Cuban Inmates Free Hostage After Talks With Reporter : Immigration: Release of prison secretary comes after three sessions with journalist. Officials increase their pressure on the prisoners.
Cuban inmates Wednesday released one of their 10 hostages after meeting with a Miami reporter, authorities reported, signaling significant progress in ending the eight-day uprising at a federal prison.
Officials at the Federal Correctional Institution said the hostage, identified as Kitty Suddeth, 24, a prison secretary, was released at 6:40 p.m., the result of three negotiating sessions by Cynthia Corzo, a reporter for El Nuevo Herald, the Spanish-language edition of the Miami Herald.
“She looked a bit shaken,” Corzo said. “She was crying, but she kept saying I’m all right. I’m all right.”
The freed hostage needed medical treatment, a statement read by Warden Roger Scott said. He didn’t elaborate.
Corzo said the inmates appeared calm.
“More than one did say they want a peaceful resolution as soon as possible,” Corzo told a Miami television station. “They did not make any threats to the hostages, and they indicated that all the hostages were fine.”
The inmates had demanded to talk to Corzo and to another reporter, Brian Cabell of CNN, as well as to Huber Matos, a Cuban-American activist.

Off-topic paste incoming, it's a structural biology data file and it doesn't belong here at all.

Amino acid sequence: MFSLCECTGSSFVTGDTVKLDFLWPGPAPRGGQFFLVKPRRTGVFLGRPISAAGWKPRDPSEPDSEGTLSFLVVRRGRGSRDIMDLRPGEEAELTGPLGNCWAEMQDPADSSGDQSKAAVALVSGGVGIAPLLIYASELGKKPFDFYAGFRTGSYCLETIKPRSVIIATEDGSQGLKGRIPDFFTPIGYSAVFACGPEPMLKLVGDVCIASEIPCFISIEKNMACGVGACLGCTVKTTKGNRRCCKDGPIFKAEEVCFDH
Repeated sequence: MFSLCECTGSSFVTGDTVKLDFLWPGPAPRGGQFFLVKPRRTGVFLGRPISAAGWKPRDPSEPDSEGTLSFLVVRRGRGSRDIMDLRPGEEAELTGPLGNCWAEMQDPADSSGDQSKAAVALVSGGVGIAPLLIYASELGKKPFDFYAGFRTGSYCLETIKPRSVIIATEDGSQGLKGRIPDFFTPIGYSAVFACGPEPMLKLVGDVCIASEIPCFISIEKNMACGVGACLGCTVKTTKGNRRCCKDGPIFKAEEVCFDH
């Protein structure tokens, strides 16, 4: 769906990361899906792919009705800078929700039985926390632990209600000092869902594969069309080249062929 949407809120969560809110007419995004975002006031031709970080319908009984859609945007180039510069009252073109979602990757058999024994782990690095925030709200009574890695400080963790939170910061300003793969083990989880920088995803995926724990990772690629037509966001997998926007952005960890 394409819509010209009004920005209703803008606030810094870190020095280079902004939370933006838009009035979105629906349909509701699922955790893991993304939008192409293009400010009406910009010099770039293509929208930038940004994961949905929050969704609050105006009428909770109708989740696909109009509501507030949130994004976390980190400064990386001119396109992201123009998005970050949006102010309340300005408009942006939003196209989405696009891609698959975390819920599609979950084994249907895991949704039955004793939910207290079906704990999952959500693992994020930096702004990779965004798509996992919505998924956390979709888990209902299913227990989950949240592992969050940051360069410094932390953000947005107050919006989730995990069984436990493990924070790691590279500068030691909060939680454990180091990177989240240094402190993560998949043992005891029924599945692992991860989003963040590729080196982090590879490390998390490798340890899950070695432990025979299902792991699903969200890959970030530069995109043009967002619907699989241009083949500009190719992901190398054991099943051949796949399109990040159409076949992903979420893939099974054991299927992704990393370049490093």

Corzo, who along with her photographer, Carlos Guerrerro, had her first meeting at 10:50 a.m., used a bullhorn to call out to the inmates, urging them to release all hostages and detainees needing medical treatment.
She said the Cubans demanded an end to all deportations of Cuban inmates and the permission for any to return to Cuba if they wish.
The negotiations were based mainly on securing medical care for hostages and inmates who suffer illnesses.
Corzo said the inmates told her that neither they nor their hostages have had any food since the takeover began on Aug. 21, just water and coffee.
The developments came on a day that prison officials increased pressure on the inmates, continuing to refuse food deliveries and portraying the Cubans as “the most difficult, aggressive, violent and incorrigible inmates ever held in the Bureau of Prisons.”
At the same time, the Cubans--who captured the hostages as they took over part of the prison--continued their campaign to enlist public support by waving messages scrawled on bedsheets from the roof of their cellblock, a tactic that began Tuesday when 20 or 30 of the 121 detainees gained access to the roof.
During the day, the inmates displayed a Cuban flag and hung a banner reading, “We are not hungry for food but for freedom. Give it to us.”
On Tuesday, inmates had hung a banner noting that they had not been fed for a week. Another banner said the hostages were “dying” from lack of food.
In an afternoon briefing, Dan Dunne, spokesman for the federal Bureau of Prisons, said the inmates have not requested food, and none has been delivered.
Officials have said the inmates apparently hoarded food from the prison commissary in anticipation of staging their takeover.